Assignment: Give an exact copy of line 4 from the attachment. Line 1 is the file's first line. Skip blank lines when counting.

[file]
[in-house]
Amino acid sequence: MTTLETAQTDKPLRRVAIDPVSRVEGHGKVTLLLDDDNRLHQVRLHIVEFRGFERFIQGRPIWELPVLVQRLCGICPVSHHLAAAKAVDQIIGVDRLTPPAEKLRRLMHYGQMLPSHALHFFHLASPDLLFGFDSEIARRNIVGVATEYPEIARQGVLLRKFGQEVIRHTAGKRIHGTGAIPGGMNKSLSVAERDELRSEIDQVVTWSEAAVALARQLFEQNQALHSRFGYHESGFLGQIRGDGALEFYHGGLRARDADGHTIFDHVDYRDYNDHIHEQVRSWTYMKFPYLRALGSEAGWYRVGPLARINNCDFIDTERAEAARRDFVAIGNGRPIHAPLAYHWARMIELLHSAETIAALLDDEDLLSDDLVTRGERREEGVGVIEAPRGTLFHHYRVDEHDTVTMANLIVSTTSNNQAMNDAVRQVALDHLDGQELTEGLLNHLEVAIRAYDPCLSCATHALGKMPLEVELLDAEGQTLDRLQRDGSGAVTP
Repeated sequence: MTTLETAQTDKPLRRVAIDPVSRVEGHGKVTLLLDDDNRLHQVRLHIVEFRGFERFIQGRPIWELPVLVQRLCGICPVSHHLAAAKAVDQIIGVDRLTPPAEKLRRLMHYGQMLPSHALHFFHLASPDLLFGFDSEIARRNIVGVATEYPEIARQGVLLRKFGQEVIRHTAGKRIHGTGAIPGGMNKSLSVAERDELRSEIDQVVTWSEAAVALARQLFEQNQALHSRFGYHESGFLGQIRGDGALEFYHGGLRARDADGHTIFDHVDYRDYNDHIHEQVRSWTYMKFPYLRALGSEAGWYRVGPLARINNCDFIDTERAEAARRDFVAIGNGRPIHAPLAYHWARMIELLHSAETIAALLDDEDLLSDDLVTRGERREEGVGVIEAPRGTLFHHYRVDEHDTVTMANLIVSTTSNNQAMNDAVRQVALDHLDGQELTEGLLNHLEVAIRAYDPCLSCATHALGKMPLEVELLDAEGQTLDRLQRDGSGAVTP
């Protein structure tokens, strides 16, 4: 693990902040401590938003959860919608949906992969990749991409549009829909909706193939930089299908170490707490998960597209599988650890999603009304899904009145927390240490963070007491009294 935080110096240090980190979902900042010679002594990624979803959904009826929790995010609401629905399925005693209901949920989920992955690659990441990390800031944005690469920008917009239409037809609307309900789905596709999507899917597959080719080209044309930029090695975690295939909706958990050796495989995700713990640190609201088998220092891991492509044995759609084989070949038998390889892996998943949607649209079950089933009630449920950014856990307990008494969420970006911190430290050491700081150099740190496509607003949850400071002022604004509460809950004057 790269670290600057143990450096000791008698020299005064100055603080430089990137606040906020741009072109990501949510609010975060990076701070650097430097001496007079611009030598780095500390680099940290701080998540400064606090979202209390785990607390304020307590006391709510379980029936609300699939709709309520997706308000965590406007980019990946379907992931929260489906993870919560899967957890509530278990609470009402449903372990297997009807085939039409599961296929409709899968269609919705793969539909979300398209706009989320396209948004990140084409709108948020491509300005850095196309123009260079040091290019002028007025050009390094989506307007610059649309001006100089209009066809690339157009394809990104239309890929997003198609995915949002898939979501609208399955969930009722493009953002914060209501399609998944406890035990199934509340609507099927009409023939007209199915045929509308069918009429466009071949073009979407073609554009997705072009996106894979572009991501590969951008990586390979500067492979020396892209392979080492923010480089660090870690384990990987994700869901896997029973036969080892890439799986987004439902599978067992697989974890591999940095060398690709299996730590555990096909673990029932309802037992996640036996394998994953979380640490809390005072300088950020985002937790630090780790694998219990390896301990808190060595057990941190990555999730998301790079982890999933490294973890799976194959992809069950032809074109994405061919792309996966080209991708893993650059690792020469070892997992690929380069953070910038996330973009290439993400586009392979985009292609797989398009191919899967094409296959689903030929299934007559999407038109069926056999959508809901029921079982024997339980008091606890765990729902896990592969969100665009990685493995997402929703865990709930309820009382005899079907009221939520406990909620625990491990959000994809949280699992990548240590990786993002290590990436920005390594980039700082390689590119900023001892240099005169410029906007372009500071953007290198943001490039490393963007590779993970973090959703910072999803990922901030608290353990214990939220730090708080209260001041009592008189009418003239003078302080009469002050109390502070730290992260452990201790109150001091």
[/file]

């Protein structure tokens, strides 16, 4: 693990902040401590938003959860919608949906992969990749991409549009829909909706193939930089299908170490707490998960597209599988650890999603009304899904009145927390240490963070007491009294 935080110096240090980190979902900042010679002594990624979803959904009826929790995010609401629905399925005693209901949920989920992955690659990441990390800031944005690469920008917009239409037809609307309900789905596709999507899917597959080719080209044309930029090695975690295939909706958990050796495989995700713990640190609201088998220092891991492509044995759609084989070949038998390889892996998943949607649209079950089933009630449920950014856990307990008494969420970006911190430290050491700081150099740190496509607003949850400071002022604004509460809950004057 790269670290600057143990450096000791008698020299005064100055603080430089990137606040906020741009072109990501949510609010975060990076701070650097430097001496007079611009030598780095500390680099940290701080998540400064606090979202209390785990607390304020307590006391709510379980029936609300699939709709309520997706308000965590406007980019990946379907992931929260489906993870919560899967957890509530278990609470009402449903372990297997009807085939039409599961296929409709899968269609919705793969539909979300398209706009989320396209948004990140084409709108948020491509300005850095196309123009260079040091290019002028007025050009390094989506307007610059649309001006100089209009066809690339157009394809990104239309890929997003198609995915949002898939979501609208399955969930009722493009953002914060209501399609998944406890035990199934509340609507099927009409023939007209199915045929509308069918009429466009071949073009979407073609554009997705072009996106894979572009991501590969951008990586390979500067492979020396892209392979080492923010480089660090870690384990990987994700869901896997029973036969080892890439799986987004439902599978067992697989974890591999940095060398690709299996730590555990096909673990029932309802037992996640036996394998994953979380640490809390005072300088950020985002937790630090780790694998219990390896301990808190060595057990941190990555999730998301790079982890999933490294973890799976194959992809069950032809074109994405061919792309996966080209991708893993650059690792020469070892997992690929380069953070910038996330973009290439993400586009392979985009292609797989398009191919899967094409296959689903030929299934007559999407038109069926056999959508809901029921079982024997339980008091606890765990729902896990592969969100665009990685493995997402929703865990709930309820009382005899079907009221939520406990909620625990491990959000994809949280699992990548240590990786993002290590990436920005390594980039700082390689590119900023001892240099005169410029906007372009500071953007290198943001490039490393963007590779993970973090959703910072999803990922901030608290353990214990939220730090708080209260001041009592008189009418003239003078302080009469002050109390502070730290992260452990201790109150001091």